— Drop the temporary table as no longer required
drop table MyTable

The log file should now have shrunk successfully.

Source: http://www.broad-lea.com/sql_server/sql_reduce_log_size.html

Select column names and column data from SQL table

In SQL Management Studio Select the database environment that contains the table that you want to query.
The following command displays all the columns in all the table in thje current database:

select * from information_schema.columns

 You will notice that this result set returns usefull data on the table.

To select this information from a specific table in the  database,
use the following command:

select * from information_schema.columns

where TABLE_NAME = ‘YOURTABLE’

  where YOURTABLE is the name of the table you wish to select on.

SQL 2005 SERVER SET UP

I have set up a new server this week to host SQL server 2005 to manage my count engine.

Spec:

 – Antec Sonata 3 Super Case with 500W aPFC PSU
 – Abit AB9 WiFi iP965, S775, PCI-E (x16),
    DDR2 533/667/800, SATA II, SATA RAID, ATX
 – 4GB (2x2GB) Corsair TwinX XMS2, DDR2 PC2-6400 (800),
    240 Pins, Non-ECC Unbuffered, CAS 5-5-5-18
 – Intel Core 2 Quad Q6700, Kentsfield Core, Socket 775,
    2.66 GHz 1066MHz 8MB Cache, Retail
 – Pioneer DVR-215DBK 20x DVD±R, 10x DVD±DL,
    DVD + RW x8/-RW x6, SATA, Black, OEM
 – 1000 GB Hitachi HDS721010KLA330 Deskstar 7K1000,
    SATA II, 7200 rpm, 32MB Cache, 8.5 ms, NCQ
 – 500 GB Hitachi 0A33437 Deskstar 7K500, SATA II,
    7200 rpm, 16MB Cache, 8.5 ms, NCQ
 – Edimax 9270TX 64Bit 10/1000 Gigabit (GbE) PCI
    Network Card

I’ve done a lot of research into getting the most out of my hardware. After some time I concluded the following set up to be the best;

Windows Server 2003 OS
SQL Server 2005 32Bit.

To get the most out of the RAM using the 32Bit installation of SQL Server 2005 I needed to to tweak the boot sequence using the /3GB switch – to allow 3 og the 4 GIG of RAM available for processing.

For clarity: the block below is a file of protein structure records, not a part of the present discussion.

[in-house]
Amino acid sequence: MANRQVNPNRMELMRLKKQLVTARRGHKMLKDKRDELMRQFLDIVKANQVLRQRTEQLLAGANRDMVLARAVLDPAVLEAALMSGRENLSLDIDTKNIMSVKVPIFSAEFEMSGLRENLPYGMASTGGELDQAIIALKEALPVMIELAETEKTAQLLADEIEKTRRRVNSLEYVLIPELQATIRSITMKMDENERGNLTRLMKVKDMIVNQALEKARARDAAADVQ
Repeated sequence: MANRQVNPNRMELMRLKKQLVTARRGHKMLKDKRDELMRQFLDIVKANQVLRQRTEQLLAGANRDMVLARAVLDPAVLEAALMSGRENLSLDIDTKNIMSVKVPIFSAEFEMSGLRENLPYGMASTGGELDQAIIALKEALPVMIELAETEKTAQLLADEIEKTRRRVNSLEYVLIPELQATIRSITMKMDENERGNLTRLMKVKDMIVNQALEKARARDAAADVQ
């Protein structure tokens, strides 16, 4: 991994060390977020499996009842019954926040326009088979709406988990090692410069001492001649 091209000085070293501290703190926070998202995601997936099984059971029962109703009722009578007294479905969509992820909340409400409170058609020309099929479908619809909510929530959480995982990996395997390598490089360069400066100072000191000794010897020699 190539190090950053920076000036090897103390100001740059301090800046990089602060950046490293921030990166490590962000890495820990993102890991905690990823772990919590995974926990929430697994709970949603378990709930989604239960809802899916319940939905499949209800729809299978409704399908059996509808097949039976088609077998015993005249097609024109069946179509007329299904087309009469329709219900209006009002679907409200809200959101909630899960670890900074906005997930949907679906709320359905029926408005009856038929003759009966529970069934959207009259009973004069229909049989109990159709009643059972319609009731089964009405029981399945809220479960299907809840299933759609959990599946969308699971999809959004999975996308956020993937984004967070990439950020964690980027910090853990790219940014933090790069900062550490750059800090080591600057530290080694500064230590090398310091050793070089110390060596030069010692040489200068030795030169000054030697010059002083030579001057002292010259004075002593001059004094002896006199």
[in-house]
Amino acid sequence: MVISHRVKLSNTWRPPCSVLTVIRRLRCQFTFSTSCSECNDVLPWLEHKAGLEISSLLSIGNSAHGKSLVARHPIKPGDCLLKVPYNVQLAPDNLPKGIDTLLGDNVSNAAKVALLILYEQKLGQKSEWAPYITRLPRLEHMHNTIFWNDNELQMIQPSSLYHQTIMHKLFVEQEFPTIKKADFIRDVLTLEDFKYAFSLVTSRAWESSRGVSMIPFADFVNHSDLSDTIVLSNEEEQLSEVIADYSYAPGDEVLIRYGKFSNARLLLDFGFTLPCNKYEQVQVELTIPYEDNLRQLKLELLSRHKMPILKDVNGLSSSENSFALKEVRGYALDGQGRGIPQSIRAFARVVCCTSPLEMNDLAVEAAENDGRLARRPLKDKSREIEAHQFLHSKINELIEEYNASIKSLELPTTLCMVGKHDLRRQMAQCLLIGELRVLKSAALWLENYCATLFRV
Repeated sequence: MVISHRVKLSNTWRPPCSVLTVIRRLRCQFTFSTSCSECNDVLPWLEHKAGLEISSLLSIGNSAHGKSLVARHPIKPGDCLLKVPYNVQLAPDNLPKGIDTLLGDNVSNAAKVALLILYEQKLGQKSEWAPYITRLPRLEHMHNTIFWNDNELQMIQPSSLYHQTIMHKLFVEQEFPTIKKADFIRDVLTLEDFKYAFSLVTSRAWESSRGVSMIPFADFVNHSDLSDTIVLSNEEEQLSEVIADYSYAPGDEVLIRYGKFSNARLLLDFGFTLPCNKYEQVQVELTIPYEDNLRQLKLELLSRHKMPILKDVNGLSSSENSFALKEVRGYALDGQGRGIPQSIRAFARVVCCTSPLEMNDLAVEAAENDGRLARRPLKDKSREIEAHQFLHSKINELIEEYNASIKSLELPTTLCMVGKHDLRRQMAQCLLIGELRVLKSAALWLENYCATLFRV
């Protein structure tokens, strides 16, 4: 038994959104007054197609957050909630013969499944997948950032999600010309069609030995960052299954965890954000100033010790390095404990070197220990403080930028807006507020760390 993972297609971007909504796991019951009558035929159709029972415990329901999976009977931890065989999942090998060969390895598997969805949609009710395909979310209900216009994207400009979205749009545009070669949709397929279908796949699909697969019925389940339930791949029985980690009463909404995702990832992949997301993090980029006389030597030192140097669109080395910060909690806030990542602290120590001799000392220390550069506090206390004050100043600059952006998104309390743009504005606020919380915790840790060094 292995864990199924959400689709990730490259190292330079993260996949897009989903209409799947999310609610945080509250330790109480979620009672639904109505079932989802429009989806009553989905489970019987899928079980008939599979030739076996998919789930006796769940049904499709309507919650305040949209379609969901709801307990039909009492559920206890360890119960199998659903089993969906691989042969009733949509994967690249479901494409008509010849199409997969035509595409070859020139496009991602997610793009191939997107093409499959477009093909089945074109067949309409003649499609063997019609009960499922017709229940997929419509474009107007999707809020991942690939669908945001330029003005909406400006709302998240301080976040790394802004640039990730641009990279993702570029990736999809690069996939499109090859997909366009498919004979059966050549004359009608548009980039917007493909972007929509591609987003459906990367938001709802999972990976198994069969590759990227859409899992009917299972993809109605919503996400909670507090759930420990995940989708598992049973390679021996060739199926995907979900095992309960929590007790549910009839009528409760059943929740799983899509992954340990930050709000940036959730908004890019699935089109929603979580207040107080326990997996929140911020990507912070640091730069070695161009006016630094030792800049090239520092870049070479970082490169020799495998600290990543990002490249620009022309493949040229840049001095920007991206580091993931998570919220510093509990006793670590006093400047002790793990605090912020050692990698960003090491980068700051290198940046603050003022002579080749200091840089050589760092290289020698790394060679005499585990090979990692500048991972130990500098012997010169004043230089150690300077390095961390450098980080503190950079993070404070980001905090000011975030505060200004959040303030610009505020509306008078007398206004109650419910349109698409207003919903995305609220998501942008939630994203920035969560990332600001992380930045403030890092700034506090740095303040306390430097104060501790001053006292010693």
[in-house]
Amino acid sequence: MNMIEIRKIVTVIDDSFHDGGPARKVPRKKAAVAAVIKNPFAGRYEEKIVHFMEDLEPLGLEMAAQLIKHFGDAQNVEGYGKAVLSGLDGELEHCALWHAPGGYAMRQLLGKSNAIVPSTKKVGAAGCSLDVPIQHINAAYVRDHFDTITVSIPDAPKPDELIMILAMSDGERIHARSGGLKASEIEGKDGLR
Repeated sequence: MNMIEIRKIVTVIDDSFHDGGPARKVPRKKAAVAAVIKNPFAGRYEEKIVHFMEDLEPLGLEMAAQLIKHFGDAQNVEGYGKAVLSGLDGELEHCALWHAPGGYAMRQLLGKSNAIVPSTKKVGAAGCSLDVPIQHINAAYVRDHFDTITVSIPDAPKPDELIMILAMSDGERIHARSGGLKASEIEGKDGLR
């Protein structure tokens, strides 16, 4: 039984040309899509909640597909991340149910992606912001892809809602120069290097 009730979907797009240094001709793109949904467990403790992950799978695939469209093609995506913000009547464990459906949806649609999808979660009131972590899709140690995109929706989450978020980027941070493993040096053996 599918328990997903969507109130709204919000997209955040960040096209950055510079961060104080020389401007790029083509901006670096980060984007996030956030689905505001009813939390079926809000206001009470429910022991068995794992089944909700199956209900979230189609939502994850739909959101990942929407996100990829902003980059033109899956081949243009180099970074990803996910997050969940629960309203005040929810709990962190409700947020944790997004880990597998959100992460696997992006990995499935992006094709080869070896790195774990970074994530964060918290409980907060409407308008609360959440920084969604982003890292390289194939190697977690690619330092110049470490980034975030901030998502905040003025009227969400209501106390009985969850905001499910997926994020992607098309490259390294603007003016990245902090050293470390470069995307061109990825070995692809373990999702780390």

Start –> Right-click My Computer –> Properies.
Advanced Tab –> Startup and Recovery –> Settings –> Click the Edit button to edit BOOT.ini

Boot.ini;

[boot loader]
timeout=30
default=multi(0)disk(0)rdisk(0)partition(1)\WINDOWS
[operating systems]
multi(0)disk(0)rdisk(0)partition(1)\WINDOWS=”Windows Server 2003, Enterprise” /noexecute=optout /fastdetect /3GB

the /3GB switch applies to all 32-bit applications running on the box (not just SQL Server).
It reduce the kernel mode memory to just 1GB, thereby allowing the user mode portion 3 of the 4GB in the virtual address space.

The next key setup process was to set up the HDD to spread the work load. The following is how Microsoft suggest setting up HDD in SQL server;

C:  (RAID1 mirror for redundancy)
O/S
SQL Installation

D:  (RAID1 mirror for improved read and redundancy, or RAID10 for improved read/write and redundancy)
MDF Files

E: (RAID1 for redundancy if you are not backing up database or log files to a NAS, otherwise just a standard drive is ok)
Log Files
 
F: (RAID0  for fast read/write, no redundancy required as it’s just temp working, or a standard drive)
TempDB

I only had 2 HDD in my server so I did the following;

c:
Winders Server 2003
SQL Server 2005

F:
Data Files (MDF)
LOG Files
TEMPDB

which works fine for my purposes. If I need to increase processing speed I’ll add further HDD in the future.